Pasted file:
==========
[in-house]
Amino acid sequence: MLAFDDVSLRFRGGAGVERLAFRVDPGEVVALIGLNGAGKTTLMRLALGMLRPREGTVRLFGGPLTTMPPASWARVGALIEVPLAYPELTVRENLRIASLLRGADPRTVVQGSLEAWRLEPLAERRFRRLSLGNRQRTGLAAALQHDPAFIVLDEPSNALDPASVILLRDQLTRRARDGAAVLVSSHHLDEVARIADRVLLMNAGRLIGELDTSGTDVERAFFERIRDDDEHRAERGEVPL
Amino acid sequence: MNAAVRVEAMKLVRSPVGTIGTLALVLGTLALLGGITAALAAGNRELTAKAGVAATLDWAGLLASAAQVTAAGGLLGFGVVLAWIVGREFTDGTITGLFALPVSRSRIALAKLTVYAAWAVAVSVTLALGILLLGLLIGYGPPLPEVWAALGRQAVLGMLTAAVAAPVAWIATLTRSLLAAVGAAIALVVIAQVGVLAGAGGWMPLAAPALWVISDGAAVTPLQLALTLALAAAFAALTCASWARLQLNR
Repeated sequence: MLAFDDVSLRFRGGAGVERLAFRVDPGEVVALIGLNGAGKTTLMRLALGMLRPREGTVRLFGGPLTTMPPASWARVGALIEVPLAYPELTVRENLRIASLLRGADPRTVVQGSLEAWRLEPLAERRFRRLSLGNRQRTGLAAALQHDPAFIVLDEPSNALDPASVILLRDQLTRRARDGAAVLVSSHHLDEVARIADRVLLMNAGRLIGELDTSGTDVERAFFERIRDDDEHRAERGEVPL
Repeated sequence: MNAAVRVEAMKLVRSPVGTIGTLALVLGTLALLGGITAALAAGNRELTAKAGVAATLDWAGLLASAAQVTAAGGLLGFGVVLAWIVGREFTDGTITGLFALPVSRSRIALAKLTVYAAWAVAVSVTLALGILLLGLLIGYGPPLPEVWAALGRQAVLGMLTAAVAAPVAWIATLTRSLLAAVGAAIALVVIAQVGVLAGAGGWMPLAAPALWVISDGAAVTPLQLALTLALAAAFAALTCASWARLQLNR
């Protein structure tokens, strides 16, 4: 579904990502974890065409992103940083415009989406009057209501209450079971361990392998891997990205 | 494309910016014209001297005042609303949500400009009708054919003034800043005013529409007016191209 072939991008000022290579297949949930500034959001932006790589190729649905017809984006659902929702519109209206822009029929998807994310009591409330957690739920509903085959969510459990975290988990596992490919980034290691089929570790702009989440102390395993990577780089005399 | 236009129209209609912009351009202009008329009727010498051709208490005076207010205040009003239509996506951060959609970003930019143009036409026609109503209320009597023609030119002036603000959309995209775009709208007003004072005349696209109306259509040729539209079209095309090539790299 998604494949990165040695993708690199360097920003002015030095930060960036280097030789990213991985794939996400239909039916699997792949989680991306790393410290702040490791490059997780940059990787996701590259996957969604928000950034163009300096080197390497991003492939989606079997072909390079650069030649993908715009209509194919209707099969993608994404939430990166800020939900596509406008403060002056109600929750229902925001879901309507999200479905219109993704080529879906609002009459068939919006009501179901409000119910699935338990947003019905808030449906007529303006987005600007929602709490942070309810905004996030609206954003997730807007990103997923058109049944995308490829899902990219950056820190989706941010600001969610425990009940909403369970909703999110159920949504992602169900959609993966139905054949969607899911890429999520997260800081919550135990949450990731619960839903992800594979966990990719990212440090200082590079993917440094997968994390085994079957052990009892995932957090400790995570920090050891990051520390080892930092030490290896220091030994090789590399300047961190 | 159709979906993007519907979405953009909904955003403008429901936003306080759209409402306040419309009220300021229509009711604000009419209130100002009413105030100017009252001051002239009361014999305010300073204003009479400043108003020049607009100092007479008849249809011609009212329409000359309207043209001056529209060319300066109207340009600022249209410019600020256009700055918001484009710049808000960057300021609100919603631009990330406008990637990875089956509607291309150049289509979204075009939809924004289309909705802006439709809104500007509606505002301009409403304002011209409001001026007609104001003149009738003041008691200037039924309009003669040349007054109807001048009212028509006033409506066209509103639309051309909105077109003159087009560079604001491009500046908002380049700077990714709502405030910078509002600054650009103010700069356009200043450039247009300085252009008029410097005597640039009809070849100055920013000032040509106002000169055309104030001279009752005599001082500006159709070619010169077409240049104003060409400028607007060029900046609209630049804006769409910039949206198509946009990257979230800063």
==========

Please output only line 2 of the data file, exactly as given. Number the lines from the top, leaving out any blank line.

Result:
Amino acid sequence: MLAFDDVSLRFRGGAGVERLAFRVDPGEVVALIGLNGAGKTTLMRLALGMLRPREGTVRLFGGPLTTMPPASWARVGALIEVPLAYPELTVRENLRIASLLRGADPRTVVQGSLEAWRLEPLAERRFRRLSLGNRQRTGLAAALQHDPAFIVLDEPSNALDPASVILLRDQLTRRARDGAAVLVSSHHLDEVARIADRVLLMNAGRLIGELDTSGTDVERAFFERIRDDDEHRAERGEVPL